Received: by alpheratz.cpm.aca.mmu.ac.uk id TAA12586 (8.6.9/5.3[ref email@example.com] for cpm.aca.mmu.ac.uk from firstname.lastname@example.org); Sat, 8 Sep 2001 19:51:32 +0100 Message-ID: <000901c1389c$c4c54200$b7a2bed4@default> From: "Kenneth Van Oost" <Kenneth.Van.Oost@village.uunet.be> To: <email@example.com> References: <2D1C159B783DD211808A006008062D310174604E@inchna.stir.ac.uk> <002d01c13052$fbdb7680$8fdab3d1@teddace> Subject: Re: Dawkins & Convergent Evolution- the final word (?) Date: Sat, 8 Sep 2001 21:29:57 +0200 Content-Type: text/plain; charset="iso-8859-1" Content-Transfer-Encoding: 7bit X-Priority: 3 X-MSMail-Priority: Normal X-Mailer: Microsoft Outlook Express 5.00.2314.1300 X-MIMEOLE: Produced By Microsoft MimeOLE V5.00.2314.1300 Sender: firstname.lastname@example.org Precedence: bulk Reply-To: email@example.com
----- Original Message -----
From: Dace <firstname.lastname@example.org>
> F. W. Went studied convergence among shrubs in New Zealand. He found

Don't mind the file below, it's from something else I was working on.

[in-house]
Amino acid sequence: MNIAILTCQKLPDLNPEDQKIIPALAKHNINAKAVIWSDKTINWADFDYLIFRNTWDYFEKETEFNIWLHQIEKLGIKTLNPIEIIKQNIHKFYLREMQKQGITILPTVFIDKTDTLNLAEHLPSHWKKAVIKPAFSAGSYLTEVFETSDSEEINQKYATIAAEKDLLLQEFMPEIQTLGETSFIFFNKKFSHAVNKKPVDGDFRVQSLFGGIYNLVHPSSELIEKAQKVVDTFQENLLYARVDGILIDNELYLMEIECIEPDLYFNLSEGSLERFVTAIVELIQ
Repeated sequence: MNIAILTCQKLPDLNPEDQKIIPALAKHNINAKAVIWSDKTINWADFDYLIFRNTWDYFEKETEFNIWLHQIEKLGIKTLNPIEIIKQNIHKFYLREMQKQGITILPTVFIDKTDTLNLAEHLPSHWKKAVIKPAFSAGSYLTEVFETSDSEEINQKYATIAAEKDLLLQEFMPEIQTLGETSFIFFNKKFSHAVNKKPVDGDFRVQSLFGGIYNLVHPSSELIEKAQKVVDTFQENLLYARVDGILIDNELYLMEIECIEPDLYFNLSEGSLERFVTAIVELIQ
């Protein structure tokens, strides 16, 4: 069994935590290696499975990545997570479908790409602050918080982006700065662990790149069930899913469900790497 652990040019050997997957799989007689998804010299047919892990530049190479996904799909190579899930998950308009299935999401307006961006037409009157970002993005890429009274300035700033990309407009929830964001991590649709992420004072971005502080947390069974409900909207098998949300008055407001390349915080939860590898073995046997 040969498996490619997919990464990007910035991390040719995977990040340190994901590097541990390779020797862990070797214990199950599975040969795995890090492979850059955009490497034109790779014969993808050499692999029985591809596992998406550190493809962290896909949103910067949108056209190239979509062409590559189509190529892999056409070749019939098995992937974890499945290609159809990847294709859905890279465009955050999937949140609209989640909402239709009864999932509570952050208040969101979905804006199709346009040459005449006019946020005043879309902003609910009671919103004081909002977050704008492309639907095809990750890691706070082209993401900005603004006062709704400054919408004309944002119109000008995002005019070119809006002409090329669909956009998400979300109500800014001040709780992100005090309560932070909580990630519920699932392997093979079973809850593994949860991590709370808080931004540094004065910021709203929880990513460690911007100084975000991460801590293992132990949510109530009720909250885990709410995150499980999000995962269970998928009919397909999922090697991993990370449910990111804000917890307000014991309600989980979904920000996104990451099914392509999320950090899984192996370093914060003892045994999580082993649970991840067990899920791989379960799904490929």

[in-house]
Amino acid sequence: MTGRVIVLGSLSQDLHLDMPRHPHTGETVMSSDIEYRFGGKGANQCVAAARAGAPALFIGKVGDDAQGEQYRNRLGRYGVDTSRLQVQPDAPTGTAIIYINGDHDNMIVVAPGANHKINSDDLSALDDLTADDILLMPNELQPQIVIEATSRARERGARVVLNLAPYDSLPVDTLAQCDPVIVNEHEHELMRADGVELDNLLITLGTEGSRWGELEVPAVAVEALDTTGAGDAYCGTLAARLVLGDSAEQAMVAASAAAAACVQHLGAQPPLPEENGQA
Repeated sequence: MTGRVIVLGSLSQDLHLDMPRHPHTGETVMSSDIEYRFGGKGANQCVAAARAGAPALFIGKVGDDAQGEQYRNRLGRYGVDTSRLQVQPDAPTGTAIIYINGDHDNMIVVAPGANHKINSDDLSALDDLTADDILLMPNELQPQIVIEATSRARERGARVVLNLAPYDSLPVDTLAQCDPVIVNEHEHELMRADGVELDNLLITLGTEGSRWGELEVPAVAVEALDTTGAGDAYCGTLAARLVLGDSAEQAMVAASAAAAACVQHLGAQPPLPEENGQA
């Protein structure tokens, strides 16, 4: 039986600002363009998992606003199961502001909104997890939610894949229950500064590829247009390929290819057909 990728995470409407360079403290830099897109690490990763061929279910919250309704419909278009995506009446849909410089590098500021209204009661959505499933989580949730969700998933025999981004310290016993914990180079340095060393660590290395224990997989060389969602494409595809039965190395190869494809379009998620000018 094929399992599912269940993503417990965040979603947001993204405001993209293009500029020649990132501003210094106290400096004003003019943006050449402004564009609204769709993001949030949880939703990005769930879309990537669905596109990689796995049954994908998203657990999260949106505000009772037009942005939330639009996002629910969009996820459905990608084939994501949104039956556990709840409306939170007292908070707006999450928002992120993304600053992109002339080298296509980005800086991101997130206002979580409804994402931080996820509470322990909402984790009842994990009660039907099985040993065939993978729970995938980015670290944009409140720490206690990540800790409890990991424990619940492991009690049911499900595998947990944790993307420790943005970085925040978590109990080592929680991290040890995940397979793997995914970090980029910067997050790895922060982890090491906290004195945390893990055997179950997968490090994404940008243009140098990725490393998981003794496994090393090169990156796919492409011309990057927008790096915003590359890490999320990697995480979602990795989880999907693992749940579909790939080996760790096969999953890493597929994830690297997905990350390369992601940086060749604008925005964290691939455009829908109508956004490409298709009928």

> 50 species of shrubs that had independently developed the same pattern of
> "interlaced, tortuous branches and reduced leaves." This would presumably
> have protected them from herbivores. But there are no herbivores native
> New Zealand. Moreover, this pattern "occurs in so many shrubs from
> different habitats, it does not seem to be an adaptation to the
> environment." He provides several other examples of convergence which he
> contends cannot be explained by natural selection. He argues that the
> chromosomes associated with these traits must have somehow hopped across
> species. (Went, "Parallel Evolution," Taxon 20:197-226, 1971.)
The same affect is playing among lemmings which do eat the vegetation
in large amounts, and in such amounts that they starve.
They starve because 1_ the vegetation changes into species which the
lemmings don 't like and 2_ the vegetation, like Went said, developed
patterns by which they were protected from hervivores.
In the first case, the changes are ' fast ', in the second case, the change
is ' slow '.
I find the second case more strange than the first and that due to the
fact that slowly changing in order to keep the lemmings away would
have, in natural selection- time, no effect.
In the worst case, lemmings could co- adapted the change in the vege-
tation, so why change !?
Could this be explained as an example of convergence by which both
the plant and the animal " evolves " in a seperate and specific niche !?
Just a thought.
( I am, because we are)
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